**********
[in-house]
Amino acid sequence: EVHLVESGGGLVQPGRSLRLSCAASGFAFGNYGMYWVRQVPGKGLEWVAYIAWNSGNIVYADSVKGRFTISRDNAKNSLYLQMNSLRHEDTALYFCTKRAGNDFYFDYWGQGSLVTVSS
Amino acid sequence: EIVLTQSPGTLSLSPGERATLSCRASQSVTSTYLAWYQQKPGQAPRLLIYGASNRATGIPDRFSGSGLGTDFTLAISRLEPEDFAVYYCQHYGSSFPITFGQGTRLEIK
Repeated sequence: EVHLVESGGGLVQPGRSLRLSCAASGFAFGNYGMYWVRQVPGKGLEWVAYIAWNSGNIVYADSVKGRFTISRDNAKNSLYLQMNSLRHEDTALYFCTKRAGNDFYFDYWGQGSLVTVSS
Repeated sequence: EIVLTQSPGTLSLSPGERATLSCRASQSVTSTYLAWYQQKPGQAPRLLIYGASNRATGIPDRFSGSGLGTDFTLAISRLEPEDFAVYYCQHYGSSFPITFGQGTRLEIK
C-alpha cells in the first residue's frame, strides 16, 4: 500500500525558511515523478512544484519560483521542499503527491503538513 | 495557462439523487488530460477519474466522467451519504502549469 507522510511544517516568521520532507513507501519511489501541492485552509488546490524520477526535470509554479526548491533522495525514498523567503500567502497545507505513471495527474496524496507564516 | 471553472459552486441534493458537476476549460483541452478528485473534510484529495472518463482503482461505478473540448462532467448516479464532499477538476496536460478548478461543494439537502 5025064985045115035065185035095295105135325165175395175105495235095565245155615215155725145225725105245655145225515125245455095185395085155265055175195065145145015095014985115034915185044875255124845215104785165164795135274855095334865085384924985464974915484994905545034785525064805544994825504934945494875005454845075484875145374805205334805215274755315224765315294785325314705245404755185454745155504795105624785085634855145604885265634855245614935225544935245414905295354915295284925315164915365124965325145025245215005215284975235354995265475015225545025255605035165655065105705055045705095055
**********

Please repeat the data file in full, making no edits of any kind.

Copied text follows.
[in-house]
Amino acid sequence: EVHLVESGGGLVQPGRSLRLSCAASGFAFGNYGMYWVRQVPGKGLEWVAYIAWNSGNIVYADSVKGRFTISRDNAKNSLYLQMNSLRHEDTALYFCTKRAGNDFYFDYWGQGSLVTVSS
Amino acid sequence: EIVLTQSPGTLSLSPGERATLSCRASQSVTSTYLAWYQQKPGQAPRLLIYGASNRATGIPDRFSGSGLGTDFTLAISRLEPEDFAVYYCQHYGSSFPITFGQGTRLEIK
Repeated sequence: EVHLVESGGGLVQPGRSLRLSCAASGFAFGNYGMYWVRQVPGKGLEWVAYIAWNSGNIVYADSVKGRFTISRDNAKNSLYLQMNSLRHEDTALYFCTKRAGNDFYFDYWGQGSLVTVSS
Repeated sequence: EIVLTQSPGTLSLSPGERATLSCRASQSVTSTYLAWYQQKPGQAPRLLIYGASNRATGIPDRFSGSGLGTDFTLAISRLEPEDFAVYYCQHYGSSFPITFGQGTRLEIK
C-alpha cells in the first residue's frame, strides 16, 4: 500500500525558511515523478512544484519560483521542499503527491503538513 | 495557462439523487488530460477519474466522467451519504502549469 507522510511544517516568521520532507513507501519511489501541492485552509488546490524520477526535470509554479526548491533522495525514498523567503500567502497545507505513471495527474496524496507564516 | 471553472459552486441534493458537476476549460483541452478528485473534510484529495472518463482503482461505478473540448462532467448516479464532499477538476496536460478548478461543494439537502 5025064985045115035065185035095295105135325165175395175105495235095565245155615215155725145225725105245655145225515125245455095185395085155265055175195065145145015095014985115034915185044875255124845215104785165164795135274855095334865085384924985464974915484994905545034785525064805544994825504934945494875005454845075484875145374805205334805215274755315224765315294785325314705245404755185454745155504795105624785085634855145604885265634855245614935225544935245414905295354915295284925315164915365124965325145025245215005215284975235354995265475015225545025255605035165655065105705055045705095055